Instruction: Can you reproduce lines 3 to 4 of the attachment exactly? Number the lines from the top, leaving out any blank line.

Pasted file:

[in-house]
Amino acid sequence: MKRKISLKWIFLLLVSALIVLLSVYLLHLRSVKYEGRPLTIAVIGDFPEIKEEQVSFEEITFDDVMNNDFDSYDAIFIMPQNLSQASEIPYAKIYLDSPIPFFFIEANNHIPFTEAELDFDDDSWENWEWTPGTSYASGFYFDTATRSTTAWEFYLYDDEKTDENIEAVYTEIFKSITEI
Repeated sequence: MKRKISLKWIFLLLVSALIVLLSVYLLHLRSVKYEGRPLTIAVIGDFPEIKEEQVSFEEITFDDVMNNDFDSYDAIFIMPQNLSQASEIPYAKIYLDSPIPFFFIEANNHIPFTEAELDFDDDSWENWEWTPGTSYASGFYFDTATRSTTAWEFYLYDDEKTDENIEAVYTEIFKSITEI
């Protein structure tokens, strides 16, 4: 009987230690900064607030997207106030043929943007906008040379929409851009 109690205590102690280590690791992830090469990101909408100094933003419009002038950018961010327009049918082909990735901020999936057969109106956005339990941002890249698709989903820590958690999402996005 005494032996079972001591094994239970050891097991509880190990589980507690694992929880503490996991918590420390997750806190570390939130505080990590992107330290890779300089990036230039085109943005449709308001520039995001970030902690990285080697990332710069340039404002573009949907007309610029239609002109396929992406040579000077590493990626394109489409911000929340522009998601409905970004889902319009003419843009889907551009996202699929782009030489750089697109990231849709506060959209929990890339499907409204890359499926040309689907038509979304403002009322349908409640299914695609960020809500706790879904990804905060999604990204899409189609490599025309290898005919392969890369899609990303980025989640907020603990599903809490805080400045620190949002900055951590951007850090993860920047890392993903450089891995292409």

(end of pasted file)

Repeated sequence: MKRKISLKWIFLLLVSALIVLLSVYLLHLRSVKYEGRPLTIAVIGDFPEIKEEQVSFEEITFDDVMNNDFDSYDAIFIMPQNLSQASEIPYAKIYLDSPIPFFFIEANNHIPFTEAELDFDDDSWENWEWTPGTSYASGFYFDTATRSTTAWEFYLYDDEKTDENIEAVYTEIFKSITEI
């Protein structure tokens, strides 16, 4: 009987230690900064607030997207106030043929943007906008040379929409851009 109690205590102690280590690791992830090469990101909408100094933003419009002038950018961010327009049918082909990735901020999936057969109106956005339990941002890249698709989903820590958690999402996005 005494032996079972001591094994239970050891097991509880190990589980507690694992929880503490996991918590420390997750806190570390939130505080990590992107330290890779300089990036230039085109943005449709308001520039995001970030902690990285080697990332710069340039404002573009949907007309610029239609002109396929992406040579000077590493990626394109489409911000929340522009998601409905970004889902319009003419843009889907551009996202699929782009030489750089697109990231849709506060959209929990890339499907409204890359499926040309689907038509979304403002009322349908409640299914695609960020809500706790879904990804905060999604990204899409189609490599025309290898005919392969890369899609990303980025989640907020603990599903809490805080400045620190949002900055951590951007850090993860920047890392993903450089891995292409």